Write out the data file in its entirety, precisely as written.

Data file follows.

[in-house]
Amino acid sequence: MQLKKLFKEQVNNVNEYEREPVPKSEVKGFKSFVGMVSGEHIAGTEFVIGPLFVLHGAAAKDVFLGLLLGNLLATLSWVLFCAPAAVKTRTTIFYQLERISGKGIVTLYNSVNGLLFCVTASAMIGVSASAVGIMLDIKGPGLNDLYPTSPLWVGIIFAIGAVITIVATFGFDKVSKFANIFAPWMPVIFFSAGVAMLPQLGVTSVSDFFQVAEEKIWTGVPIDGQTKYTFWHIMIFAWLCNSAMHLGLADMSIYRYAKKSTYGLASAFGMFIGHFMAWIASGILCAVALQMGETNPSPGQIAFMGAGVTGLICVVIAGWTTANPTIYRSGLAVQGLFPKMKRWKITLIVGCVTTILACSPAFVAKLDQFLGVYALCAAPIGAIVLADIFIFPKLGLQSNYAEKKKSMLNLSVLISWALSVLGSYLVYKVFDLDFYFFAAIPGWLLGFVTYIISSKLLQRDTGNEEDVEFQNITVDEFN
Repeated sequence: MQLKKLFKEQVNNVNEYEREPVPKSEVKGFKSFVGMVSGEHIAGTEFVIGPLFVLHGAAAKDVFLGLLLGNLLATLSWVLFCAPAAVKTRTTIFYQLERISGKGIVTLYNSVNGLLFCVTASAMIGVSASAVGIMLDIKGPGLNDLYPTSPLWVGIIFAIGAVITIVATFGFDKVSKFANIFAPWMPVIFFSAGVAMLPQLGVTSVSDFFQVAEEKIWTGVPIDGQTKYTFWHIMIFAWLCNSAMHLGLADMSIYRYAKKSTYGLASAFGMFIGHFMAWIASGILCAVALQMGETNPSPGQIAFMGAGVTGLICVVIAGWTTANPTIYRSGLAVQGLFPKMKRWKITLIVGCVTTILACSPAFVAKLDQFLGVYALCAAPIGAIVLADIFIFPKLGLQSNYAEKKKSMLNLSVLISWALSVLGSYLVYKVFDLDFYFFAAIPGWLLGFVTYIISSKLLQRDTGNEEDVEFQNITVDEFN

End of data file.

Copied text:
[in-house]
Amino acid sequence: MQLKKLFKEQVNNVNEYEREPVPKSEVKGFKSFVGMVSGEHIAGTEFVIGPLFVLHGAAAKDVFLGLLLGNLLATLSWVLFCAPAAVKTRTTIFYQLERISGKGIVTLYNSVNGLLFCVTASAMIGVSASAVGIMLDIKGPGLNDLYPTSPLWVGIIFAIGAVITIVATFGFDKVSKFANIFAPWMPVIFFSAGVAMLPQLGVTSVSDFFQVAEEKIWTGVPIDGQTKYTFWHIMIFAWLCNSAMHLGLADMSIYRYAKKSTYGLASAFGMFIGHFMAWIASGILCAVALQMGETNPSPGQIAFMGAGVTGLICVVIAGWTTANPTIYRSGLAVQGLFPKMKRWKITLIVGCVTTILACSPAFVAKLDQFLGVYALCAAPIGAIVLADIFIFPKLGLQSNYAEKKKSMLNLSVLISWALSVLGSYLVYKVFDLDFYFFAAIPGWLLGFVTYIISSKLLQRDTGNEEDVEFQNITVDEFN
Repeated sequence: MQLKKLFKEQVNNVNEYEREPVPKSEVKGFKSFVGMVSGEHIAGTEFVIGPLFVLHGAAAKDVFLGLLLGNLLATLSWVLFCAPAAVKTRTTIFYQLERISGKGIVTLYNSVNGLLFCVTASAMIGVSASAVGIMLDIKGPGLNDLYPTSPLWVGIIFAIGAVITIVATFGFDKVSKFANIFAPWMPVIFFSAGVAMLPQLGVTSVSDFFQVAEEKIWTGVPIDGQTKYTFWHIMIFAWLCNSAMHLGLADMSIYRYAKKSTYGLASAFGMFIGHFMAWIASGILCAVALQMGETNPSPGQIAFMGAGVTGLICVVIAGWTTANPTIYRSGLAVQGLFPKMKRWKITLIVGCVTTILACSPAFVAKLDQFLGVYALCAAPIGAIVLADIFIFPKLGLQSNYAEKKKSMLNLSVLISWALSVLGSYLVYKVFDLDFYFFAAIPGWLLGFVTYIISSKLLQRDTGNEEDVEFQNITVDEFN